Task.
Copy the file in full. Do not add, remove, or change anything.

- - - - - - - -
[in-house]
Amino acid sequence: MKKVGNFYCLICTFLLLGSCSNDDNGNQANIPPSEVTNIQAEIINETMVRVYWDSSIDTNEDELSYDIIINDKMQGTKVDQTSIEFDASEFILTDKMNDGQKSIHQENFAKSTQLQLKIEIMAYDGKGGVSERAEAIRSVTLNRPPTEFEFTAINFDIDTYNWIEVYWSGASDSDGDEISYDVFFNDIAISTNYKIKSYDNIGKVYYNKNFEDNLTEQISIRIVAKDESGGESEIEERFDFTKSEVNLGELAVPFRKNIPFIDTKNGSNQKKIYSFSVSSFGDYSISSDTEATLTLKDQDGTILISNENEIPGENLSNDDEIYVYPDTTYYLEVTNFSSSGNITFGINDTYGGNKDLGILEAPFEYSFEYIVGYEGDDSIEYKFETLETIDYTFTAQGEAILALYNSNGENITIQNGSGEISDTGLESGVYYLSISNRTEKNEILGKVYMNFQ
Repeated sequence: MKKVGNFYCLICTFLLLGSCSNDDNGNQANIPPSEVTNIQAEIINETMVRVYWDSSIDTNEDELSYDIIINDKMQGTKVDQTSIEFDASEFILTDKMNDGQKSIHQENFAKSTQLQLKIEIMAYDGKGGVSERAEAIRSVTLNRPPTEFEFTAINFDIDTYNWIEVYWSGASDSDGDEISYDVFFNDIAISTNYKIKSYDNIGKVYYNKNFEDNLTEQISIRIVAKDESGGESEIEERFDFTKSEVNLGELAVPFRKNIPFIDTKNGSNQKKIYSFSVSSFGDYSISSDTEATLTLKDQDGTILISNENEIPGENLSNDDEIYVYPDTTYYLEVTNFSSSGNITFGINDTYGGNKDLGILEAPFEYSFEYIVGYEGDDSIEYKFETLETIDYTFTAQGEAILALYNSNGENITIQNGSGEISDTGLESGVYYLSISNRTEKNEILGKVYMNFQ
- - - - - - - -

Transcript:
[in-house]
Amino acid sequence: MKKVGNFYCLICTFLLLGSCSNDDNGNQANIPPSEVTNIQAEIINETMVRVYWDSSIDTNEDELSYDIIINDKMQGTKVDQTSIEFDASEFILTDKMNDGQKSIHQENFAKSTQLQLKIEIMAYDGKGGVSERAEAIRSVTLNRPPTEFEFTAINFDIDTYNWIEVYWSGASDSDGDEISYDVFFNDIAISTNYKIKSYDNIGKVYYNKNFEDNLTEQISIRIVAKDESGGESEIEERFDFTKSEVNLGELAVPFRKNIPFIDTKNGSNQKKIYSFSVSSFGDYSISSDTEATLTLKDQDGTILISNENEIPGENLSNDDEIYVYPDTTYYLEVTNFSSSGNITFGINDTYGGNKDLGILEAPFEYSFEYIVGYEGDDSIEYKFETLETIDYTFTAQGEAILALYNSNGENITIQNGSGEISDTGLESGVYYLSISNRTEKNEILGKVYMNFQ
Repeated sequence: MKKVGNFYCLICTFLLLGSCSNDDNGNQANIPPSEVTNIQAEIINETMVRVYWDSSIDTNEDELSYDIIINDKMQGTKVDQTSIEFDASEFILTDKMNDGQKSIHQENFAKSTQLQLKIEIMAYDGKGGVSERAEAIRSVTLNRPPTEFEFTAINFDIDTYNWIEVYWSGASDSDGDEISYDVFFNDIAISTNYKIKSYDNIGKVYYNKNFEDNLTEQISIRIVAKDESGGESEIEERFDFTKSEVNLGELAVPFRKNIPFIDTKNGSNQKKIYSFSVSSFGDYSISSDTEATLTLKDQDGTILISNENEIPGENLSNDDEIYVYPDTTYYLEVTNFSSSGNITFGINDTYGGNKDLGILEAPFEYSFEYIVGYEGDDSIEYKFETLETIDYTFTAQGEAILALYNSNGENITIQNGSGEISDTGLESGVYYLSISNRTEKNEILGKVYMNFQ